Corey: The challenge, too, is that there's a very much a virtuous flywheel effect here, where when you're one of the big providers you are drawing customers in, who are A) asking for new and creative things that give you ideas to explore next in ways that satisfy their needs, and they're paying you an absolute mountain of money, so you can afford to make those investments in building those things out. Whereas, if you're trying to enter the stage as a cloud provider, you're still struggling with operational concerns that the big players have already mastered. Things like, “How do we run Linux VMs in various parts of the world reliably?” There's a gulf that's only getting larger. I'm sort of worried on some level that Google is completely going to screw this up, and Microsoft is going to remain relegated to the enterprise world leaving us, more or less, in a world of an Amazonian monoculture, and I don't want that.

Charles: Yeah, I think we're going to see Amazon continues to be the leader, I think Microsoft's going to be a strong challenger. I mean, the thing to remember is, as the enterprise opens up, an awful lot of the available money for the cloud market is on the enterprise side, and that explains why Microsoft continues to outgrow AWS. They're just a lot more mature on the enterprise side. The challenge for Google is Sundar wakes up in the morning and his Google Cloud, all up—not even just GCP, but combination of G Suite and GCP is, at best, the fifth-largest business.

Corey: And it's the first largest business, as far as something that is not directly or indirectly driven by advertising.

Charles: Yeah. The other four businesses above it on the list are nicely intertwined in terms of who the customer is, the skill sets, the talent inside the company. I described GCP as it’s a hobby, and that annoys my friends at Google, but that's the reality. And we'll see what they decide to do with it.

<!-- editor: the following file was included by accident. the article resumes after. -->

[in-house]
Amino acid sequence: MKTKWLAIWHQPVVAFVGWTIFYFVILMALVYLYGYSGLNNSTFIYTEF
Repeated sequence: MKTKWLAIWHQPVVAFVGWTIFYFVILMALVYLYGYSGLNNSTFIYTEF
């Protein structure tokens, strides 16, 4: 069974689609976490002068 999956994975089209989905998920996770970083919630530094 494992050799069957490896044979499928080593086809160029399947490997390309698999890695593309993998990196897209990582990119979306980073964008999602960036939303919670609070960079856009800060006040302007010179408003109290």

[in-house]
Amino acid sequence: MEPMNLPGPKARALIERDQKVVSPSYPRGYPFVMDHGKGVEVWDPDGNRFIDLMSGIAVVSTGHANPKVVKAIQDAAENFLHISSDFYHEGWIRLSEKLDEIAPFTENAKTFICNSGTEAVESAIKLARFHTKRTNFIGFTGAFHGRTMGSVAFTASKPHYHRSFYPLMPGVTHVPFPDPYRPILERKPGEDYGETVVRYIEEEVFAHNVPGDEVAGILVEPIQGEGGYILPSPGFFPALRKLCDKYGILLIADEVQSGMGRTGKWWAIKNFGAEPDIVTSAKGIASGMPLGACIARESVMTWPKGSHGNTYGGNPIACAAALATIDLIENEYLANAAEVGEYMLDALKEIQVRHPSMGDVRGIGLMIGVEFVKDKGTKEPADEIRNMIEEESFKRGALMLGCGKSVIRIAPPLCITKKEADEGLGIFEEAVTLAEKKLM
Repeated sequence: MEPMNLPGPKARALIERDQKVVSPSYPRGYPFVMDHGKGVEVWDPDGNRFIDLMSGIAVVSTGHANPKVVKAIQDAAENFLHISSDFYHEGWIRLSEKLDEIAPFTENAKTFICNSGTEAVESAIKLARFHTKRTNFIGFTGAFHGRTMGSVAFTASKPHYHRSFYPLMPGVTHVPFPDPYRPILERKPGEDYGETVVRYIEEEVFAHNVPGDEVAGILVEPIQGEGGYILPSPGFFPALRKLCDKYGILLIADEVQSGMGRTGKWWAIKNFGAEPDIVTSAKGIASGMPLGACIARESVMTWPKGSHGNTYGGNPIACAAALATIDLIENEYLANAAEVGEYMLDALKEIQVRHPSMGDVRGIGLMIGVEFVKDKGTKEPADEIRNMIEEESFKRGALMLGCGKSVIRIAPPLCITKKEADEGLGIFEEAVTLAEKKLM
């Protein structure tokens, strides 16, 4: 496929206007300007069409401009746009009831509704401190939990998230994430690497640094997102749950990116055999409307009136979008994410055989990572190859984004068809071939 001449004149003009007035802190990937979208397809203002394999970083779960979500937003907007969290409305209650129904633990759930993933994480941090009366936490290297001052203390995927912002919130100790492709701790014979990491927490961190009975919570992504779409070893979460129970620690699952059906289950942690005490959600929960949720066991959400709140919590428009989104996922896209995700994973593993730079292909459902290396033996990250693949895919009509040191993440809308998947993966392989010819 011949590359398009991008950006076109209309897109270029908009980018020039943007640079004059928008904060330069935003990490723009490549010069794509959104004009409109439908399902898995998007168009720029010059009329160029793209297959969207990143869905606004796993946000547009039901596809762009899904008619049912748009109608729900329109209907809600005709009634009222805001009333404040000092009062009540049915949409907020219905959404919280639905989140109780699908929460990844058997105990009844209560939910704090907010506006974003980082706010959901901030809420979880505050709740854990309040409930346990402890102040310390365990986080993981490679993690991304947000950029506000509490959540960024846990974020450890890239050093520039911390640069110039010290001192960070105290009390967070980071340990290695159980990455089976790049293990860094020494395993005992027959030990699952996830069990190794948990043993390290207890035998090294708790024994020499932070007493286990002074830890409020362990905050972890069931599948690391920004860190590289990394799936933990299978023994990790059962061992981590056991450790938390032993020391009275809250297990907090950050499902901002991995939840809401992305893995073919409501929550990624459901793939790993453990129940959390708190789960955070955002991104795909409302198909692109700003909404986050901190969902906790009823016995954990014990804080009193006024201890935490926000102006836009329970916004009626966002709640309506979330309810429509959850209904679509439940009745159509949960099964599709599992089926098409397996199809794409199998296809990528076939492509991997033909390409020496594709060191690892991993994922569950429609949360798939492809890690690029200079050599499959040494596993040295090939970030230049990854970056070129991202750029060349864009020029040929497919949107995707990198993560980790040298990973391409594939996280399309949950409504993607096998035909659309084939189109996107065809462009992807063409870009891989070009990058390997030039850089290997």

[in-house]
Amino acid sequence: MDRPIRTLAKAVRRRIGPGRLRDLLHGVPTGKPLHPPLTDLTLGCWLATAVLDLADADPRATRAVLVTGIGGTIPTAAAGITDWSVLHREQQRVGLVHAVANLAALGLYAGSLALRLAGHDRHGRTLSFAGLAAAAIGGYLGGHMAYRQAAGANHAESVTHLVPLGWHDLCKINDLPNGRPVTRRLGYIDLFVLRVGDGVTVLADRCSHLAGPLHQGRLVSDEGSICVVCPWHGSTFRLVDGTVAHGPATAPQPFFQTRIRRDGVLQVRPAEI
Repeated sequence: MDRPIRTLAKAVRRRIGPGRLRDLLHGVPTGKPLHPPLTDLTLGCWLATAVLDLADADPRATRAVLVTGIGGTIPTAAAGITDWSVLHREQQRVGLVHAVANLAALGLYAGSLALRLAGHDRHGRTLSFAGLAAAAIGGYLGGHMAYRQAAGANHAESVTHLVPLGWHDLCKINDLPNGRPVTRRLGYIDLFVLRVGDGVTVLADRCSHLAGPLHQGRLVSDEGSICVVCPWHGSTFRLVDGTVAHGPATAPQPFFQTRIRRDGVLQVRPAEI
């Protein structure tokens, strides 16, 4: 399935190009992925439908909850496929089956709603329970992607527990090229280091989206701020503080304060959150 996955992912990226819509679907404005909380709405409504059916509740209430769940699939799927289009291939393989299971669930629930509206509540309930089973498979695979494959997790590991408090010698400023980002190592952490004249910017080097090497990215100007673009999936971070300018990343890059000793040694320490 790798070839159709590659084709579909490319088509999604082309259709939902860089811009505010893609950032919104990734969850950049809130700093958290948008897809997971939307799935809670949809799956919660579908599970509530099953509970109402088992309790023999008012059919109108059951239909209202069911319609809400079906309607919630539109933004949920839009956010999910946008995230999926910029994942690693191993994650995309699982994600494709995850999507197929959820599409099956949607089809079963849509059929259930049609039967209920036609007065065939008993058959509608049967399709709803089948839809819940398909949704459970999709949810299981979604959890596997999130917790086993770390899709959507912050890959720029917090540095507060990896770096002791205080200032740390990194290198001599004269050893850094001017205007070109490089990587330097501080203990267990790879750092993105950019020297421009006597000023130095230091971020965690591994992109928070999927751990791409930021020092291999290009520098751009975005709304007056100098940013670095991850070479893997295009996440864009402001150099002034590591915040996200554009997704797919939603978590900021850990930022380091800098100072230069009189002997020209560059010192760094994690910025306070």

Corey: Yeah, I'm curious to see what happens. Thank you so much for taking the time to speak with me today. 

Charles: It's been fun. 

Corey: It really has. If people want to hear more about what you have to say and how you say it, where can they find you?

Charles: Well, I'm on Twitter at @Charlesfitz, charles-F-I-T-Z. And my website is, which I sort of treat as long-form Twitter. You'll get really long posts from me, very sporadically.

Corey: Well, thank you so much, once again, for taking the time to speak with me. I've really enjoyed this. 

Charles: You bet. It's been fun. 

Corey: Charles Fitzgerald, managing director at Platformonomics. I'm Cloud Economist Corey Quinn, and this is Screaming in the Cloud. If you've enjoyed this podcast, please leave a five-star review on Apple Podcasts, whereas if you've hated this podcast, please leave a five-star review on Apple Podcasts along with a comment detailing the exact CAPEX breakdown of AWS’s last earnings release.

Announcer: This has been this week’s episode of Screaming in the Cloud. You can also find more Corey at, or wherever fine snark is sold.

This has been a HumblePod production. Stay humble.